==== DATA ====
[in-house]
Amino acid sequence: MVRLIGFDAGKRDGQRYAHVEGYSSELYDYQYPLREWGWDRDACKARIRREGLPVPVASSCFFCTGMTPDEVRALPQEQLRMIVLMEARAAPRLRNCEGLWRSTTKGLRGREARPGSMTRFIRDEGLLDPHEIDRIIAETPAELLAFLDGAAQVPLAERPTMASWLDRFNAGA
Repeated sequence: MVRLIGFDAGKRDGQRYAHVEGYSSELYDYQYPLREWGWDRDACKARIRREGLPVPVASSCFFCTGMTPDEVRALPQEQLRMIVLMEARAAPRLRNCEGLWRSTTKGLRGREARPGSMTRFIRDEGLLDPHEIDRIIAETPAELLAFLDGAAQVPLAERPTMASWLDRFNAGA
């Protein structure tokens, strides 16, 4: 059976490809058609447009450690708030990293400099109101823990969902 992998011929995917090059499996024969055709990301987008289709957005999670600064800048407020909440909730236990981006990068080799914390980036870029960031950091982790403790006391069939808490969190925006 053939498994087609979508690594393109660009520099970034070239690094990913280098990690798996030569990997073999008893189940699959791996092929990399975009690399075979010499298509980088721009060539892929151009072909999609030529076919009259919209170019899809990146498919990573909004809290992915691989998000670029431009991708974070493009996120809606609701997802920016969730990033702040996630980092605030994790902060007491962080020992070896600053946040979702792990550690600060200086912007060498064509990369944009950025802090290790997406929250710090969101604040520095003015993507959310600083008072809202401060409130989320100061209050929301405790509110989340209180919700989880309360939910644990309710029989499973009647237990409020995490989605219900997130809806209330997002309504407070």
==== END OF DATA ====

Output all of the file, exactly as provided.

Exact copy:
[in-house]
Amino acid sequence: MVRLIGFDAGKRDGQRYAHVEGYSSELYDYQYPLREWGWDRDACKARIRREGLPVPVASSCFFCTGMTPDEVRALPQEQLRMIVLMEARAAPRLRNCEGLWRSTTKGLRGREARPGSMTRFIRDEGLLDPHEIDRIIAETPAELLAFLDGAAQVPLAERPTMASWLDRFNAGA
Repeated sequence: MVRLIGFDAGKRDGQRYAHVEGYSSELYDYQYPLREWGWDRDACKARIRREGLPVPVASSCFFCTGMTPDEVRALPQEQLRMIVLMEARAAPRLRNCEGLWRSTTKGLRGREARPGSMTRFIRDEGLLDPHEIDRIIAETPAELLAFLDGAAQVPLAERPTMASWLDRFNAGA
């Protein structure tokens, strides 16, 4: 059976490809058609447009450690708030990293400099109101823990969902 992998011929995917090059499996024969055709990301987008289709957005999670600064800048407020909440909730236990981006990068080799914390980036870029960031950091982790403790006391069939808490969190925006 053939498994087609979508690594393109660009520099970034070239690094990913280098990690798996030569990997073999008893189940699959791996092929990399975009690399075979010499298509980088721009060539892929151009072909999609030529076919009259919209170019899809990146498919990573909004809290992915691989998000670029431009991708974070493009996120809606609701997802920016969730990033702040996630980092605030994790902060007491962080020992070896600053946040979702792990550690600060200086912007060498064509990369944009950025802090290790997406929250710090969101604040520095003015993507959310600083008072809202401060409130989320100061209050929301405790509110989340209180919700989880309360939910644990309710029989499973009647237990409020995490989605219900997130809806209330997002309504407070």